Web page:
On June 7, 1999, plaintiff admitted her mother to Alden, located at 201 West 69th Street, Chicago, Illinois. On the same day, Collins was transported to Alden by Superior. Plaintiff then went to Minnesota and returned to Chicago on June 12, 1999. Collins was returned home by Superior on June 12, 1999.

Upon her mother's return, plaintiff noticed that Collins was in pain when her right leg was moved. She also observed that her mother was dehydrated. Plaintiff denied that her mother was injured before her admission to Alden and transport thereto.

After noticing her mother's condition, plaintiff called the Chicago fire department and paramedics transported Collins to Holy Cross Hospital. At the hospital, Collins was diagnosed with a fractured right distal tibia and fibula, commonly known as a broken right leg, and dehydration.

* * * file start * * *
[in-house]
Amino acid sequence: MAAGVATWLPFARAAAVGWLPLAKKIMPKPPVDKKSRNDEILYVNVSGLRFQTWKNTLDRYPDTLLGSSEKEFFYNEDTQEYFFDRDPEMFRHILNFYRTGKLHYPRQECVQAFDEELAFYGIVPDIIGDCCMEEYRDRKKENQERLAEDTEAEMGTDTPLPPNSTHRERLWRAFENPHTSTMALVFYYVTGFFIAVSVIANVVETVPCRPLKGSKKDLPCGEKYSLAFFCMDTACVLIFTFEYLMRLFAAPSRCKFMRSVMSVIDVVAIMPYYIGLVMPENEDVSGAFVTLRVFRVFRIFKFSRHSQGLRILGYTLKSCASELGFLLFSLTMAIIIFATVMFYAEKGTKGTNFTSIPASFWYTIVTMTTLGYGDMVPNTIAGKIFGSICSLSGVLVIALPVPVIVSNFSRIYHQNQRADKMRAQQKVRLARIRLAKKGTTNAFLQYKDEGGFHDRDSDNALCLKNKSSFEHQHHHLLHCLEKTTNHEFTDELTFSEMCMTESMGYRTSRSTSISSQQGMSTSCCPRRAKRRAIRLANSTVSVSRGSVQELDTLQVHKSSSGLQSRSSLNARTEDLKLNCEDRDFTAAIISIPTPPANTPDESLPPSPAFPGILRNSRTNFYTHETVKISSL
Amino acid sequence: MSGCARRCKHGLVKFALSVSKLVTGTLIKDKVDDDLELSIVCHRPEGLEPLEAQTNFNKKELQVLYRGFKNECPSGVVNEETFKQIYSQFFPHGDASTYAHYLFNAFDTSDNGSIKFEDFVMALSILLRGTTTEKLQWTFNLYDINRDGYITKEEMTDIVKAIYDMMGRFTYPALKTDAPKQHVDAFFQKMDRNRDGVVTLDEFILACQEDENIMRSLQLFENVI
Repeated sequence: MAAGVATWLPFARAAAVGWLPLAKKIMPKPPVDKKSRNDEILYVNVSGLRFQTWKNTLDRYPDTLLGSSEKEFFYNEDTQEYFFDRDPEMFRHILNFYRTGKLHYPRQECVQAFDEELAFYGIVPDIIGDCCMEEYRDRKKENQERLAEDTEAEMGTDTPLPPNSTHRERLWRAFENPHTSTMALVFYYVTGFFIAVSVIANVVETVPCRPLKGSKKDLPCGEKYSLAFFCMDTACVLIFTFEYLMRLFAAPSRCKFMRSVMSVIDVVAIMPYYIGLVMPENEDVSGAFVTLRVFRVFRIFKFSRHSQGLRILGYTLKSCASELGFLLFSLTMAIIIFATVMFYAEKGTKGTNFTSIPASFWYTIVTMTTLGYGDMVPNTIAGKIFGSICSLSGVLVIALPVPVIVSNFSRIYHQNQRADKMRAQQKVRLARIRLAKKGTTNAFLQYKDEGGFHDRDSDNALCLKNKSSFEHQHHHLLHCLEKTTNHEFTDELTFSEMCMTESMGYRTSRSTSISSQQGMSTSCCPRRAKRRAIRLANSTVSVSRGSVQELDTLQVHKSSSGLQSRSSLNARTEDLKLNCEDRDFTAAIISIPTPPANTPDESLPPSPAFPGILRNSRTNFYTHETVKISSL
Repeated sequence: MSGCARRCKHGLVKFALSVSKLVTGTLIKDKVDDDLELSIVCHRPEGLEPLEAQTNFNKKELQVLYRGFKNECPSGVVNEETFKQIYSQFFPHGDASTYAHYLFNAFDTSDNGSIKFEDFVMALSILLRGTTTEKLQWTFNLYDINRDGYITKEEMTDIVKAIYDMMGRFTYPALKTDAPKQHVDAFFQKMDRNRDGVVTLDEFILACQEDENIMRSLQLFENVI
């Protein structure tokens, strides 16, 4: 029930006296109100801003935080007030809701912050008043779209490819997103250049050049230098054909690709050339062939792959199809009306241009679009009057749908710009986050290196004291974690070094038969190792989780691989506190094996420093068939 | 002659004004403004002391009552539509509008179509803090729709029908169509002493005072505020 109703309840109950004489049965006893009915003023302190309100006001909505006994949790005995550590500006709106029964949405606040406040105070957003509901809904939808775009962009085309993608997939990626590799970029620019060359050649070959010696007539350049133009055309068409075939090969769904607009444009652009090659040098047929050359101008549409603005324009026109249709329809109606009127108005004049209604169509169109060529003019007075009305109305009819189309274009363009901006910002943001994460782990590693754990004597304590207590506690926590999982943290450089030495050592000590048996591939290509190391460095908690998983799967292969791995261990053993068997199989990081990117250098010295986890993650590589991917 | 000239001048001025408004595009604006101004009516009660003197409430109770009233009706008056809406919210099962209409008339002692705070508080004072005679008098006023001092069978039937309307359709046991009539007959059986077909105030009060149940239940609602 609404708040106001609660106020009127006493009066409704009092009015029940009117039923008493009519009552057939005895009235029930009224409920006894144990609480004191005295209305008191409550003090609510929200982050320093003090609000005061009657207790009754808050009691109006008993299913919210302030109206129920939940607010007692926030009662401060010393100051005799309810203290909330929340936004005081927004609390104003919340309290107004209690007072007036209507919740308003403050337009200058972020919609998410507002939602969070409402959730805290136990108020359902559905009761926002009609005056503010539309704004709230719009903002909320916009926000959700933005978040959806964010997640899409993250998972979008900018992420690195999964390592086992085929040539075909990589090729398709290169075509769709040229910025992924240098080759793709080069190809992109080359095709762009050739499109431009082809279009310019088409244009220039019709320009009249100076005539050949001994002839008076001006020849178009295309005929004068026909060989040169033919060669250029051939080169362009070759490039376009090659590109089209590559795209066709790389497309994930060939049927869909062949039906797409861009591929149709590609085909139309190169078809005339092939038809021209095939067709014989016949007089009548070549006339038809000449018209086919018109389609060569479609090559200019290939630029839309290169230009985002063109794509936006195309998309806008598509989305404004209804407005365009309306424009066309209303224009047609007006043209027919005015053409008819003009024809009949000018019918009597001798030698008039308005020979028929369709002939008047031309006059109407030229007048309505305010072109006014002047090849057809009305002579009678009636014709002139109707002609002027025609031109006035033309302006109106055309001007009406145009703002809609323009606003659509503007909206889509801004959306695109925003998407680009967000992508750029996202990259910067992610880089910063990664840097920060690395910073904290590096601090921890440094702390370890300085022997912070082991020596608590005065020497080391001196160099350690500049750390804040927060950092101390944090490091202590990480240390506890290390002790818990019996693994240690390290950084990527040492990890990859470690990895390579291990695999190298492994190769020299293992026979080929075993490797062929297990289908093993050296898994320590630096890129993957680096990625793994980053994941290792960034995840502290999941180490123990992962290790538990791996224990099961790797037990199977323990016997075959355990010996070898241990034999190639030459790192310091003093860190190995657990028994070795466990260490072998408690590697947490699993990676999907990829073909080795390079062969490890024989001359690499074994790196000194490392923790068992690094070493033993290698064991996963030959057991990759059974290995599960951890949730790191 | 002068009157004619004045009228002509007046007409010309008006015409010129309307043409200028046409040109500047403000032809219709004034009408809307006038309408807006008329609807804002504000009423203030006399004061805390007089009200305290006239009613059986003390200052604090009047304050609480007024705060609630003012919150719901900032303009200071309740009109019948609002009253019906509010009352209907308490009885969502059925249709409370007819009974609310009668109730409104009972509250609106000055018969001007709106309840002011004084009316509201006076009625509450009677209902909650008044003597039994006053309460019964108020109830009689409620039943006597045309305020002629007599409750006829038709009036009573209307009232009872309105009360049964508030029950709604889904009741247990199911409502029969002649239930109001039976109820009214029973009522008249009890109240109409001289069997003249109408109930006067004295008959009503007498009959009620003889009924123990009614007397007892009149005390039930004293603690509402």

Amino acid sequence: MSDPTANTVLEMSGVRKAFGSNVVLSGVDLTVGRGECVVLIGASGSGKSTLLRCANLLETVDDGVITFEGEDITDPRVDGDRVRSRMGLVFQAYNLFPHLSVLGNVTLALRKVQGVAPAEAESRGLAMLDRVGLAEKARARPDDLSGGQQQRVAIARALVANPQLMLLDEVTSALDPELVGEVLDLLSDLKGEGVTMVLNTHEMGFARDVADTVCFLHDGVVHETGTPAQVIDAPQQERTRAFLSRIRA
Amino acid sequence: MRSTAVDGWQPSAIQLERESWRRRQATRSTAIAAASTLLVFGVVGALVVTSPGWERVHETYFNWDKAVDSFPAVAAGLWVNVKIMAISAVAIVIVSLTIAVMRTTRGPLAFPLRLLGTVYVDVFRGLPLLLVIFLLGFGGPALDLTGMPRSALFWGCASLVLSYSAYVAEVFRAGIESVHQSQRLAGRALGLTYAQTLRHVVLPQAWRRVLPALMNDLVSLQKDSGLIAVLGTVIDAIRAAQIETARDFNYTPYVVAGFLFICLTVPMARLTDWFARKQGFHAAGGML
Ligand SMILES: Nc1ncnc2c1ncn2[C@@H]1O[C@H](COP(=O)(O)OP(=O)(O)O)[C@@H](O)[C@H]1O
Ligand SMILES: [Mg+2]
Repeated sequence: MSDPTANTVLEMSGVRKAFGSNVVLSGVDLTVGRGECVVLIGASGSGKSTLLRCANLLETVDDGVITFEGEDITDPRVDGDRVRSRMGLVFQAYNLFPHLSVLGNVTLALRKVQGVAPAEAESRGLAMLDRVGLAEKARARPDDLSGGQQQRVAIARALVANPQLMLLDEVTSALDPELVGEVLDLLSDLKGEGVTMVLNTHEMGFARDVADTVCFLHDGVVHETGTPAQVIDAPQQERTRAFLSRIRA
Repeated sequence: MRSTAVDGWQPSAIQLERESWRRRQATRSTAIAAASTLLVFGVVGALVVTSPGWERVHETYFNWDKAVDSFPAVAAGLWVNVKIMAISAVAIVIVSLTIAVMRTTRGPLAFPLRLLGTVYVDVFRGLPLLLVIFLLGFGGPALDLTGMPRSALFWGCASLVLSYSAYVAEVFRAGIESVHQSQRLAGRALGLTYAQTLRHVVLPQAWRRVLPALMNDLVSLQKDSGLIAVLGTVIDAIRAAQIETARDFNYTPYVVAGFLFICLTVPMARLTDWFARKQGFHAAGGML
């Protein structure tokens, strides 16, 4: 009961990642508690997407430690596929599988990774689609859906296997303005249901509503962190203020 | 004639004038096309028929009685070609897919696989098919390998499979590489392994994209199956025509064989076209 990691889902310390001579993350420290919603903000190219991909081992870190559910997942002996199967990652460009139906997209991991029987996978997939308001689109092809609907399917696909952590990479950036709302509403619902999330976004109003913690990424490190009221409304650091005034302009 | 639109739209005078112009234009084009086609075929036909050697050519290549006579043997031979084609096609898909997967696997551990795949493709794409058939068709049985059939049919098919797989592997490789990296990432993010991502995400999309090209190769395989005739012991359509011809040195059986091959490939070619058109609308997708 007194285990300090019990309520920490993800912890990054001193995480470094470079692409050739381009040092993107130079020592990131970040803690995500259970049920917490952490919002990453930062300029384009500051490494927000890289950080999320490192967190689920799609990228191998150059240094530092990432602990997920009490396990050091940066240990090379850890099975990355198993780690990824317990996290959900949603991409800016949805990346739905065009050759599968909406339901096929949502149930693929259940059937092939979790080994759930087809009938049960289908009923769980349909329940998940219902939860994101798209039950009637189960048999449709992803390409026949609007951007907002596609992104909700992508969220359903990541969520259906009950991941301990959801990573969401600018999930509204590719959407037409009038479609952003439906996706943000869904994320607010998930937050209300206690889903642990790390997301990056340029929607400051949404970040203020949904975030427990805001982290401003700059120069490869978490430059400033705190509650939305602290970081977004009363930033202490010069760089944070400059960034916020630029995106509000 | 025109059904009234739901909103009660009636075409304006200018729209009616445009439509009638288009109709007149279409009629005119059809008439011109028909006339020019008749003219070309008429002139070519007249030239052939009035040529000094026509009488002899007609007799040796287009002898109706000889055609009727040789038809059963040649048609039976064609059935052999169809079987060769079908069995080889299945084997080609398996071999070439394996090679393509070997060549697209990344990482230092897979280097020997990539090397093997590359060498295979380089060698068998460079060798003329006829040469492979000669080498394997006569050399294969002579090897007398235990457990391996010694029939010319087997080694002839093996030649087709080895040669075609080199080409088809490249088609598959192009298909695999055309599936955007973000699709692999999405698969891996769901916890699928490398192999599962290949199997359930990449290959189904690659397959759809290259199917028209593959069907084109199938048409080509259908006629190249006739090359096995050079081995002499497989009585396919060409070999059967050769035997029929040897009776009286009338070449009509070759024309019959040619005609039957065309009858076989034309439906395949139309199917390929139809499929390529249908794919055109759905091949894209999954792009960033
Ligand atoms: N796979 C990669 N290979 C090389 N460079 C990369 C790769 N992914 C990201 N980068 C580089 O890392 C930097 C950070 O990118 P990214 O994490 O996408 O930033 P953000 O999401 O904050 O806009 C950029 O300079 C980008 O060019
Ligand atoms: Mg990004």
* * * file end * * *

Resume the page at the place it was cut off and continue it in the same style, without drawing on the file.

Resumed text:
Attached to plaintiff's complaint was a supplemental physician's report filed pursuant to section 2-622 of the Illinois Code of Civil Procedure. 735 ILCS 5/2-622 (West 2000). In the report, the reviewing physician opined that the dehydration and fracture to Collins' right leg would not have occurred in the absence of negligence. He further found that, during the period of June 7, 1999, to June 12, 1999, Collins was under the control of Superior and Alden and that Superior and Alden controlled any agency or instrumentation which caused Collins' dehydration and fractured right leg. According to the physician, in the normal course of events, the injuries to Collins would not have occurred if the defendants had used a reasonable standard of care while Collins was under the defendants' control and management. The physician further found that either Superior and/or Alden negligently moved or handled Collins and caused injury to her right leg, failed to diagnose the injury to her right leg, and thereafter failed to properly treat her injury by referring her to a properly qualified physician.